While purists may never embrace the single edits, the 45 RPM format was one that was important to the band. The 1968 release of “Hello, I Love You” was one of the first major label 45s to be issued in stereo; to show off the format, sound pans vividly from the left channel to the right during the song. Before long, stereo singles were becoming more commonplace, including for The Doors. (The mono radio versions of “Hello, I Love You,” “Touch Me,” “Wishful Sinful” and “Tell All the People” included here as bonus tracks have been entirely unheard since their appearance on promotional singles.) In all, the first ten tracks on CD 1 are in mono, as well as the 1970 “You Make Me Real” b/w “Roadhouse Blues” single from Morrison Hotel and the aforementioned bonus promo versions.
There are numerous fun discoveries here, such as the fact that Elektra released seven of the nine songs on 1969’s The Soft Parade on 45s; only one (“Touch Me,” unveiled months before the LP’s street date) made much of a chart impression. The Doors only issued three non-LP B-sides during their career, all of which are of course here: “Who Scared You” (flipside of “Wishful Sinful”), “You Need Meat (Don’t Go No Further)” (backing “Love Her Madly”) and “Treetrunk” (B-side of post-Morrison track “Get Up and Dance”). In addition to rediscovering these songs, The Singles gives listeners the chance to do a full immersion into the post-Morrison period of the band (also recently addressed with the official reissue of Other Voices and Full Circle in 2015.) The second CD begins with “Tightrope Ride” b/w “Variety is the Spice of Life,” with which Manzarek, Krieger, and Densmore attempted to press on – with some artistic success, it should be noted – without their charismatic frontman.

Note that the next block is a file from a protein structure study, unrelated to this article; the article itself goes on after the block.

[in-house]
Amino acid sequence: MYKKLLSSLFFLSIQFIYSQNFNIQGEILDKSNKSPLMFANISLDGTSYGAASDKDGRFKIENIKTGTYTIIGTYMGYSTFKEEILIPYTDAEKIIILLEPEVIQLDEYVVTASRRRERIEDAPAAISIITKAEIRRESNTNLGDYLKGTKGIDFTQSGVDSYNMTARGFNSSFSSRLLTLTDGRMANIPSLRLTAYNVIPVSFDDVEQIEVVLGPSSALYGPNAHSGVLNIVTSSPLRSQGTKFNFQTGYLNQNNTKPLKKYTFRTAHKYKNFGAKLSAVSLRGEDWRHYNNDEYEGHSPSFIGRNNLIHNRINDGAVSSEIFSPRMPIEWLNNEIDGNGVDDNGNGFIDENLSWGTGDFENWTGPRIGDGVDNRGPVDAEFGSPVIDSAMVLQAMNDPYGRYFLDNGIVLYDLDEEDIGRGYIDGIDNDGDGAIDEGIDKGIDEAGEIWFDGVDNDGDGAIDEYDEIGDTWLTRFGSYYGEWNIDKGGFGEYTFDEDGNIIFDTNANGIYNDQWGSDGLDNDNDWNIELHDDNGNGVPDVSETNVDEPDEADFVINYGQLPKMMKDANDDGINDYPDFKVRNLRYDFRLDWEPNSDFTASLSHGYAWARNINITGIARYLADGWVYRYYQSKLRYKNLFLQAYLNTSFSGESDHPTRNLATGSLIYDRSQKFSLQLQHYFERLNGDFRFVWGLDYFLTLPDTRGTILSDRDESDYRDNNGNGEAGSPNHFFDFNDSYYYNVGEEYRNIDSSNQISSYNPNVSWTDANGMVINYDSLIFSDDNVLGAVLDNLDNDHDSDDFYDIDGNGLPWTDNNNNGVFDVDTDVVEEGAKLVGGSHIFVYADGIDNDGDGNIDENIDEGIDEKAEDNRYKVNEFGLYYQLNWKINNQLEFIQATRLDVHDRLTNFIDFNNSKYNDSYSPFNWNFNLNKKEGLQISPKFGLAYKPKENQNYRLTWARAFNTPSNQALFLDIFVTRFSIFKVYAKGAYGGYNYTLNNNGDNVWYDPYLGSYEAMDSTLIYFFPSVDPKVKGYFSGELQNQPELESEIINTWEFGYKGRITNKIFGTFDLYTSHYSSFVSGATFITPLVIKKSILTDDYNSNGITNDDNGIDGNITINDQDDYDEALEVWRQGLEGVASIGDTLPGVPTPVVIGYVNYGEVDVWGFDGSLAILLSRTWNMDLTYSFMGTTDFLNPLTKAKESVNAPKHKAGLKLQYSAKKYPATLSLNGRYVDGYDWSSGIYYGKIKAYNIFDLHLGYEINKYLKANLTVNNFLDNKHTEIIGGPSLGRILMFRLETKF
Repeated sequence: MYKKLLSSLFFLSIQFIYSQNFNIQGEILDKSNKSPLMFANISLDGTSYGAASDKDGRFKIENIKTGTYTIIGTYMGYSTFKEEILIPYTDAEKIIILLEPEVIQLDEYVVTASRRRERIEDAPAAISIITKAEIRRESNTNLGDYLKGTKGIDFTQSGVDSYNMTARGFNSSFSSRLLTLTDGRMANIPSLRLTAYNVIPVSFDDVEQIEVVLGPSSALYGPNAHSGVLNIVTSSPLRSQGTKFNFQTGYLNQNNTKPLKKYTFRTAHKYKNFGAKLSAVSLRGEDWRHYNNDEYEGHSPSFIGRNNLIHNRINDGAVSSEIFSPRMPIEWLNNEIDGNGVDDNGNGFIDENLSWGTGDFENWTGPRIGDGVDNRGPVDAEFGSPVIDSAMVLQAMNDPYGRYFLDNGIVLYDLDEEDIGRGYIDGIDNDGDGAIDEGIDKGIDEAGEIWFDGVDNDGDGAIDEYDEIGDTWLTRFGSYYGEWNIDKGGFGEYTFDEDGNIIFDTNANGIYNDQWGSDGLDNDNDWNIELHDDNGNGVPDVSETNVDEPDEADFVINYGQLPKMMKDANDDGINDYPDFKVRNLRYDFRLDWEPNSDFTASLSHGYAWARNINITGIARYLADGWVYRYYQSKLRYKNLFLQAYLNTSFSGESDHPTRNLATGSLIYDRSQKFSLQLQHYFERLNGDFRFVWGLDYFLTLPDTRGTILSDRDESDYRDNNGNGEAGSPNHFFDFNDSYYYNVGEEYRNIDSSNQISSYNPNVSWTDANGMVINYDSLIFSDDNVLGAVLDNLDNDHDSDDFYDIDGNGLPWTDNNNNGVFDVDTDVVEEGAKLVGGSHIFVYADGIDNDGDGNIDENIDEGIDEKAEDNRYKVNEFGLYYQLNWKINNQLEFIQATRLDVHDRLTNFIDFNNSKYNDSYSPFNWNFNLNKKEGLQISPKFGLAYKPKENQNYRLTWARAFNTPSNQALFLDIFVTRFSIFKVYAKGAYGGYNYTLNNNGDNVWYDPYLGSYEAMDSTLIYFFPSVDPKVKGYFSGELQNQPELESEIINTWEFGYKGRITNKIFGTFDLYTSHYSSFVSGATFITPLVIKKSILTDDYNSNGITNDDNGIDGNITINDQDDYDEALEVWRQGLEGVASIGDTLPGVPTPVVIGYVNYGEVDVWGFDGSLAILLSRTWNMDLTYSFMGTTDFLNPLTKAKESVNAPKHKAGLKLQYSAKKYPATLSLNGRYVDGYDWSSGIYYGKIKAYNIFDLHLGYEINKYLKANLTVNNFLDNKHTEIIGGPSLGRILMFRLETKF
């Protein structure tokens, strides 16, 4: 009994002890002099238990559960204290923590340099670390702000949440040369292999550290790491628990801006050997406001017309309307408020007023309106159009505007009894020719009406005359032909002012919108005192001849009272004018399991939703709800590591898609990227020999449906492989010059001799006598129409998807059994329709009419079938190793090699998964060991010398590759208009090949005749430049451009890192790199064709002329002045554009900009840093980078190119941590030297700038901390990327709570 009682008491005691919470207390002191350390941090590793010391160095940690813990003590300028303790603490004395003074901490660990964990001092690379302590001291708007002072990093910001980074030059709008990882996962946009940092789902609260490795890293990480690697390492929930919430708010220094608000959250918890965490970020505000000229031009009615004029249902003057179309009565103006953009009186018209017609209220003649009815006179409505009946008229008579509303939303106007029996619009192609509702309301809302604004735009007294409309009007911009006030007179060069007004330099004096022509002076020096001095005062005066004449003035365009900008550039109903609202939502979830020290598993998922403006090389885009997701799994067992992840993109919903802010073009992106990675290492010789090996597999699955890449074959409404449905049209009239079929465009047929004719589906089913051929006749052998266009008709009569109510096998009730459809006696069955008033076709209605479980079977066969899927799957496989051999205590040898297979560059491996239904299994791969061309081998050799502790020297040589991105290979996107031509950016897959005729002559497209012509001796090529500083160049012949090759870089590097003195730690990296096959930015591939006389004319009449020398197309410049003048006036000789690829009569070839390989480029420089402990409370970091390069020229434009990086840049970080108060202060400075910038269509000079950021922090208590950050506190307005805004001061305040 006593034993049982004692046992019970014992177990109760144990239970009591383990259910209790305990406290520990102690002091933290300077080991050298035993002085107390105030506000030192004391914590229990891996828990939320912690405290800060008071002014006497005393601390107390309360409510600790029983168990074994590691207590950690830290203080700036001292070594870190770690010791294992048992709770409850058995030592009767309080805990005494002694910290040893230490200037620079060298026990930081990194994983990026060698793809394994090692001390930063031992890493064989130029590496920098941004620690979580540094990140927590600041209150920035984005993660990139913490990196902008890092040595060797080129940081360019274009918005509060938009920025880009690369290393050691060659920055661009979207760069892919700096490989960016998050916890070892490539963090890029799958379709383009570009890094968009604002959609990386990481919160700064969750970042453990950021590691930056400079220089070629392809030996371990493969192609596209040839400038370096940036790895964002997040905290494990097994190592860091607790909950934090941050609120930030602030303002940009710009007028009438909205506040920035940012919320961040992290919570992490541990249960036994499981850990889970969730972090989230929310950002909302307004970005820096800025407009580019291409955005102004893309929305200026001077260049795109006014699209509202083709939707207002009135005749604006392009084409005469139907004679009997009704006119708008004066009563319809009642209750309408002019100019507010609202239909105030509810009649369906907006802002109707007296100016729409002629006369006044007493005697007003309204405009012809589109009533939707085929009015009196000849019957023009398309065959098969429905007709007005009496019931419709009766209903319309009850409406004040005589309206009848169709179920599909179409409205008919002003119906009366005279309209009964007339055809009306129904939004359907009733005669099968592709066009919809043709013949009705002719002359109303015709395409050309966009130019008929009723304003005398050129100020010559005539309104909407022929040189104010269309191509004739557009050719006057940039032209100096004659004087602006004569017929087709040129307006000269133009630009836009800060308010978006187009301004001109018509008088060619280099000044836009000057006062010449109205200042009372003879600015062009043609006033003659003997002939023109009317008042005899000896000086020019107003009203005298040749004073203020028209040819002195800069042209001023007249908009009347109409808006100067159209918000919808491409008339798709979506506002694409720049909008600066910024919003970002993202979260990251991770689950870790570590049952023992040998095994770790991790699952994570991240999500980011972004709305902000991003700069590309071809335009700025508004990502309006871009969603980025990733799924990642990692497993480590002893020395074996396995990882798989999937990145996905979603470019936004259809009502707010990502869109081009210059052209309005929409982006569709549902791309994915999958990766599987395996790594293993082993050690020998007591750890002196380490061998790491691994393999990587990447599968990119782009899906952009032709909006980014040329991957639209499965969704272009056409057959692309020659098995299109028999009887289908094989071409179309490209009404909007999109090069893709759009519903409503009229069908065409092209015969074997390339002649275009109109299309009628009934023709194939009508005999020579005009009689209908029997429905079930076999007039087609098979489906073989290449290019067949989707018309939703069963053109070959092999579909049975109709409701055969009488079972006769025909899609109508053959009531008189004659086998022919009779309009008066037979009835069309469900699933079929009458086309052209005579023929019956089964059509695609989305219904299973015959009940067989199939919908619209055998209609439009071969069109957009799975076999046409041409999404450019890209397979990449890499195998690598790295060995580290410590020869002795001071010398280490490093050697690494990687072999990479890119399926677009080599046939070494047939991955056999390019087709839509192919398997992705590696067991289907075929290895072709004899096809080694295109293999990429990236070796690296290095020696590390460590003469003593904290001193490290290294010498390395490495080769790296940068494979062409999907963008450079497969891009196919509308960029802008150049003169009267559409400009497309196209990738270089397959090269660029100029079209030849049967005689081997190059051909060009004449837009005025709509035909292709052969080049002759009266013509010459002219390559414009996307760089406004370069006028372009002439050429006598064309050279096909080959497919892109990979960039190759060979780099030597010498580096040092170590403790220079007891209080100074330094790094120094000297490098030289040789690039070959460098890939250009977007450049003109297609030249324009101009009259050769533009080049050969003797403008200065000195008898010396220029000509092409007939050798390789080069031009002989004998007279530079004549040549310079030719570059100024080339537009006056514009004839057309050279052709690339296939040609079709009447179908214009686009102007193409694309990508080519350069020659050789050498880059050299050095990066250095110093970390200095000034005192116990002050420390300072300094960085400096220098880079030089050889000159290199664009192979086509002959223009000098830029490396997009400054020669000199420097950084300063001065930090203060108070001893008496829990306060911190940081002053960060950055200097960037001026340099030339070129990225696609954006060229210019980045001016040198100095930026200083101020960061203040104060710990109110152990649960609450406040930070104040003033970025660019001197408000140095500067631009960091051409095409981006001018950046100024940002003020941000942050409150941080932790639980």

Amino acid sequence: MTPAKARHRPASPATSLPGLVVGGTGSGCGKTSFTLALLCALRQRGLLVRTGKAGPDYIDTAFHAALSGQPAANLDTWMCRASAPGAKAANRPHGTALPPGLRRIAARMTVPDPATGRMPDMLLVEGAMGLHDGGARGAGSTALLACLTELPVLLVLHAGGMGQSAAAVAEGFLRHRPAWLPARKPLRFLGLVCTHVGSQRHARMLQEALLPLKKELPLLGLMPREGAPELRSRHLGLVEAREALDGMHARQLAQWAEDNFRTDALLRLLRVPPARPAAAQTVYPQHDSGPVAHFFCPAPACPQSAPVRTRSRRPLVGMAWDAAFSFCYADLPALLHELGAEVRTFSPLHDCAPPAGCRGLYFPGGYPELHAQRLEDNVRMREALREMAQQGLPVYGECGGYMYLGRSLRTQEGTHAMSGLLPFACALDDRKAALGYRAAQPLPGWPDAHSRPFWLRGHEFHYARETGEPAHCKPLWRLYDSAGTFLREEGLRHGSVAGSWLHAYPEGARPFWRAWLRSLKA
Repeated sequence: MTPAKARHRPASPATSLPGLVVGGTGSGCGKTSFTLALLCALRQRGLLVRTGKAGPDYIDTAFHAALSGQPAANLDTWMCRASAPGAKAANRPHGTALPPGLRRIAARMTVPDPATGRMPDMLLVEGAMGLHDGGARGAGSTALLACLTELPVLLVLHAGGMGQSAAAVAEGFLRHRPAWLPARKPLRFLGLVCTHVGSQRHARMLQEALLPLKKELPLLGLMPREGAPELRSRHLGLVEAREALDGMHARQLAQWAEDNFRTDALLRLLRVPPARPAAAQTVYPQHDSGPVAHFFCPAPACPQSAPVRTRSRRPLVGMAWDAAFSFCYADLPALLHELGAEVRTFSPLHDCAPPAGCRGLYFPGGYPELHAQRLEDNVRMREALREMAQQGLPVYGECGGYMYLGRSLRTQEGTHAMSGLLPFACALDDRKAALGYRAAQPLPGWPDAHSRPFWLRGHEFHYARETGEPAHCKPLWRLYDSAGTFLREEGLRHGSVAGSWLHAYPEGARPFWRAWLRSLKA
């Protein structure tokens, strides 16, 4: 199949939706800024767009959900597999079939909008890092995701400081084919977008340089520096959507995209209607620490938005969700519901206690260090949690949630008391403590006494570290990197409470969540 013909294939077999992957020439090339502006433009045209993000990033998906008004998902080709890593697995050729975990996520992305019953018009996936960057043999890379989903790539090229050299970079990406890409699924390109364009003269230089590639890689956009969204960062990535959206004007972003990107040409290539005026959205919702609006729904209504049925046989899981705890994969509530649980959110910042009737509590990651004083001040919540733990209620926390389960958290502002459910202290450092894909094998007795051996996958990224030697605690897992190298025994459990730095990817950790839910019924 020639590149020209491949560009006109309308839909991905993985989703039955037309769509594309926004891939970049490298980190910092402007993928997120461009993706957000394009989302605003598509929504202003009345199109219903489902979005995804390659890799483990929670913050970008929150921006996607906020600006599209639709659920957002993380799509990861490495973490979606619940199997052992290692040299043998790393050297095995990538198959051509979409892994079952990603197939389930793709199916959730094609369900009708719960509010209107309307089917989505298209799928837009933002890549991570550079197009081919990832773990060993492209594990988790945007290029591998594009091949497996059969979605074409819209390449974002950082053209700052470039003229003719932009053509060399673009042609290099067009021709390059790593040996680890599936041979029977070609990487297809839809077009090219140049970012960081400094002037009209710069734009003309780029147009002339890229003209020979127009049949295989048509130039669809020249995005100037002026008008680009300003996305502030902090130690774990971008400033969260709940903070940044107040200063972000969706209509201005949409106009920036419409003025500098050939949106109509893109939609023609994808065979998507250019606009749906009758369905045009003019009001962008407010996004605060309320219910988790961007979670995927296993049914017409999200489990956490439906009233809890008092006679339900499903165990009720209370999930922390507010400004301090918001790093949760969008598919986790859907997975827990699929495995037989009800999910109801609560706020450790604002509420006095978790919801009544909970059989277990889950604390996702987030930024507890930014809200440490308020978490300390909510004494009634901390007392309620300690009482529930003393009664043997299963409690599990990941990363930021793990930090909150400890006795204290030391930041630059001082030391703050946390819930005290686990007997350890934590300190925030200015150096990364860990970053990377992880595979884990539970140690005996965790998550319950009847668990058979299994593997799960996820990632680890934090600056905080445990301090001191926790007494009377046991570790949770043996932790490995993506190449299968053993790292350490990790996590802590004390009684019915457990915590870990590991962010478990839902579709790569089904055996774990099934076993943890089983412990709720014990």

The Best of The Doors, the 11-track compilation from 1973 presented here in 4.0 surround sound on Blu-ray Audio (playable in all Blu-ray players), makes for a special bonus on a very affordably-priced deluxe edition of this title. Best was previously reissued by the Audio Fidelity label on a now out-of-print multichannel hybrid SACD, but this is its debut in the Blu-ray format. The quadraphonic sound, with discrete instrumental and vocal placement among the four channels, makes for an illuminating and immersive way to enjoy these very familiar songs anew. The quad mix isn’t subtle but is tasteful, allowing for new instrumental nuances to be heard with each listen. One needn’t be an audiophile to enjoy this bonus disc, either; anyone equipped with a Blu-ray disc player and surround setup will find ample pleasures.
The 2CD/BD edition is packaged within a simple six-panel digipak featuring all credits, discographical annotation, and small replicas of the many Elektra label designs found on the original singles. Unfortunately, there are no liner notes – an unhappy surprise for such a collector-oriented release. The Doors’ original engineer and longtime keeper of the flame Bruce Botnick has co-produced and remastered The Singles from original analog sources, and the sound is faithful to the original 45s.
The Singles is a reminder that, while The Doors are well and justly remembered as “rock” artists in the albums era, they were also more than capable hitmakers. This set is a true “greatest hits” for one of the most enduring bands of their era or any other.
The Doors’ The Singles is available at: